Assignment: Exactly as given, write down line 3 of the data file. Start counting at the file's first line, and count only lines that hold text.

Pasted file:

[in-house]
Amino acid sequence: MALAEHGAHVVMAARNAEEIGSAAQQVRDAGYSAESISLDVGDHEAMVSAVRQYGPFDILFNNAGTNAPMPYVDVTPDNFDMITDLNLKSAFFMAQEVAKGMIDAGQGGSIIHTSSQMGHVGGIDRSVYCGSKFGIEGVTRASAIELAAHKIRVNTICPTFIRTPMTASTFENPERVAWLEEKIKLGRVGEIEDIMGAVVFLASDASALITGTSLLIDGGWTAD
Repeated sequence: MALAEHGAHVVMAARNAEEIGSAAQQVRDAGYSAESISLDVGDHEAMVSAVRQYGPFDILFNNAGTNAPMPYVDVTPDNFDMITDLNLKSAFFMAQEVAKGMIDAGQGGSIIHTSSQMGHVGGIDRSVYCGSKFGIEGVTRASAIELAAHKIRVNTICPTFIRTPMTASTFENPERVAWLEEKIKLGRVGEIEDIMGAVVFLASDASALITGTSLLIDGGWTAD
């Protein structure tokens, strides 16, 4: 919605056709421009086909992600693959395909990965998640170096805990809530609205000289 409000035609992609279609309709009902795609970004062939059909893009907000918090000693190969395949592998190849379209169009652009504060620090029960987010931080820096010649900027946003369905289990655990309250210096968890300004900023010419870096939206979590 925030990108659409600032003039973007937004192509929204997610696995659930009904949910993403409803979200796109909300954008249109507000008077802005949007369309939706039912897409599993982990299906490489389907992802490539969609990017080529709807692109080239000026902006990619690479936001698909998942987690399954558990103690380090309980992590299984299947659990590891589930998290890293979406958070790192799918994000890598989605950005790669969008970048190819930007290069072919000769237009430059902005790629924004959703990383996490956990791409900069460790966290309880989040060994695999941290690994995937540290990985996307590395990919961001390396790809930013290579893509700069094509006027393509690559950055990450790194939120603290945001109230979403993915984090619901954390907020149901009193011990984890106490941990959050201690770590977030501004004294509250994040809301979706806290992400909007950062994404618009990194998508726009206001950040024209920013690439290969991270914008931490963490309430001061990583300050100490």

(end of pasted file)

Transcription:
Repeated sequence: MALAEHGAHVVMAARNAEEIGSAAQQVRDAGYSAESISLDVGDHEAMVSAVRQYGPFDILFNNAGTNAPMPYVDVTPDNFDMITDLNLKSAFFMAQEVAKGMIDAGQGGSIIHTSSQMGHVGGIDRSVYCGSKFGIEGVTRASAIELAAHKIRVNTICPTFIRTPMTASTFENPERVAWLEEKIKLGRVGEIEDIMGAVVFLASDASALITGTSLLIDGGWTAD